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Increasing the Minimum Wage Decreases Suicides

A 25 year study found that a $1 increase in the minimum wage saves thousands of lives

Kris LaGrange's picture
Jan 08, 2020

We all know that raising the minimum wage helps low-income families make ends meet, but a new study shows that the raises are literally saving people’s lives.

The study, which was published in the Journal of Epidemiology & Community Health looked at suicide rates in all 50 states plus the District of Columbia from 1990 through 2015. They found that in years when a state raised the minimum wage by $1, suicides among working-age people (18-64), with a high school education or less fell by 3.5 to 6%. This means that just between 2009 and 2015 a $1 increase in the minimum wage would have prevented 14,000 suicides.

Since the study began in 1990 suicides in the United States have increased by more than 30%. In 2017 20% of all deaths among 18-24-year-olds were attributed to suicide. While other factors often lead to suicide, like mental health issues, economic insecurity is a leading cause of depression, which can be a major indicator for someone becoming suicidal.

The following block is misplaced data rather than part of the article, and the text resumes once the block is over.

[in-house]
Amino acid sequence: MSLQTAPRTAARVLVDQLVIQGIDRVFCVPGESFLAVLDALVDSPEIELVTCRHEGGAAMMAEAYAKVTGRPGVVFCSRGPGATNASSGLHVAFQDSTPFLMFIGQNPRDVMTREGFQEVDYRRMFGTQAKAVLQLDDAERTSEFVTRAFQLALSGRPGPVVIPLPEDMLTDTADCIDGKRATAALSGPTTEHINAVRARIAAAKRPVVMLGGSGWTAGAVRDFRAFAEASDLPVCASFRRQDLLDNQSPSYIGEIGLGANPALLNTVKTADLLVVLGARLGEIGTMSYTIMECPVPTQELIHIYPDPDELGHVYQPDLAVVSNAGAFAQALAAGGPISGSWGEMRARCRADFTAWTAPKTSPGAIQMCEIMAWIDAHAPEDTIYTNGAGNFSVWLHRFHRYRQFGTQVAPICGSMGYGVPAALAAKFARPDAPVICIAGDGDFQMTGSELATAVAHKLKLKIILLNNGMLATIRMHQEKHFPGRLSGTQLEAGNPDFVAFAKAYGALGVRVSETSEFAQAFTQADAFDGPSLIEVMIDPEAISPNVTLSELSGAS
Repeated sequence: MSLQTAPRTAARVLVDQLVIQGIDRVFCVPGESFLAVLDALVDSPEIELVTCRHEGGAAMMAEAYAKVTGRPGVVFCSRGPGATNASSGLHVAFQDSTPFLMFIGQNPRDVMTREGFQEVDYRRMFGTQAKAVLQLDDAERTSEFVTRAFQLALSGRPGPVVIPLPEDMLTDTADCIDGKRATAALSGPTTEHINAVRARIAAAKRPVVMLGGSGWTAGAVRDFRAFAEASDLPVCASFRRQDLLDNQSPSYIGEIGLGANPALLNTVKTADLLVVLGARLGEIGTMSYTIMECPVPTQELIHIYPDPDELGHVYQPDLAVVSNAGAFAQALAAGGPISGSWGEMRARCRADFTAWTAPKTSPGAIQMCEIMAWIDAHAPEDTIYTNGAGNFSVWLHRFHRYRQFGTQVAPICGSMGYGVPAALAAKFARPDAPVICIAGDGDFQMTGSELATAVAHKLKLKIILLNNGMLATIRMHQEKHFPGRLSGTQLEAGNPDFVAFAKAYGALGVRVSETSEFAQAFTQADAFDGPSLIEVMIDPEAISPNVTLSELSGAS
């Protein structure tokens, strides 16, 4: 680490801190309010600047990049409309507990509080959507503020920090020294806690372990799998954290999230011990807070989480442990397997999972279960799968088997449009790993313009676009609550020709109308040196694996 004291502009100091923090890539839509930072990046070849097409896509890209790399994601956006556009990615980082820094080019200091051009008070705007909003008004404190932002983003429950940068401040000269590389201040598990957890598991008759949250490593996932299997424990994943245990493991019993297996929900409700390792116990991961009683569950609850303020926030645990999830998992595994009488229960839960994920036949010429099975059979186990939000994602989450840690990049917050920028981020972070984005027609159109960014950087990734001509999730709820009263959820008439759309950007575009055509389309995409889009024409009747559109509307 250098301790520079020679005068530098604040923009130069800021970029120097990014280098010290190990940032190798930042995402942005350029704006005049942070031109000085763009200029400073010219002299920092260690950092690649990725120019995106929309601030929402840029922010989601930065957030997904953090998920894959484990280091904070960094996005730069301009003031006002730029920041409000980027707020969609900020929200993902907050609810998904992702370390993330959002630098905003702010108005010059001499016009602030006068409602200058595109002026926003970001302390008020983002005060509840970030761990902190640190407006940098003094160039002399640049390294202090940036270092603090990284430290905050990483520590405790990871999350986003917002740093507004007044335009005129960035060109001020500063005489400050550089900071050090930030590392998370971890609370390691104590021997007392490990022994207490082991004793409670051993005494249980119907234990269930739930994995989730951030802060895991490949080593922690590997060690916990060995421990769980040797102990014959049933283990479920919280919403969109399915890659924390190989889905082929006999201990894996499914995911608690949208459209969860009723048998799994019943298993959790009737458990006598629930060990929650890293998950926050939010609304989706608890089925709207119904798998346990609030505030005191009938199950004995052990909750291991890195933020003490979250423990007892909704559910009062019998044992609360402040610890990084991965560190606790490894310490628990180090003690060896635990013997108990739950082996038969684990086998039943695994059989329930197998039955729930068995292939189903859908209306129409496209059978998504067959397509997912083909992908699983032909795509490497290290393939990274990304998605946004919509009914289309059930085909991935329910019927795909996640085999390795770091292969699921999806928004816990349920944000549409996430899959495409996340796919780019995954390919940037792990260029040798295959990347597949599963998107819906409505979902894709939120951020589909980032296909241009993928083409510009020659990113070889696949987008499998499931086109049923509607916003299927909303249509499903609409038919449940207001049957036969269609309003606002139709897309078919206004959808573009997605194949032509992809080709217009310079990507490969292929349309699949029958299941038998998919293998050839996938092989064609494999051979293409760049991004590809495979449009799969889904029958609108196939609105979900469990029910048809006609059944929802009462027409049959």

The good news is that with a new year here, 20 states and 26 cities and counties have raised their minimum wages. Another four states and 23 cities and counties will see increases later in 2020. Arizona, California, Connecticut (on Sept. 1), Illinois, Maine, New Jersey, Washington, and the District of Columbia, have increased their minimum wages by $1 or more. Other states like New York, saw a scheduled increase occur with the beginning of the new year, as their minimum wage is slated to increase to a living wage over the next few years.

If you’re thinking about suicide, please click here or call 1-800-273-TALK (8255) in the U.S.! To find a suicide helpline outside the U.S., visit IASP or Suicide.org.

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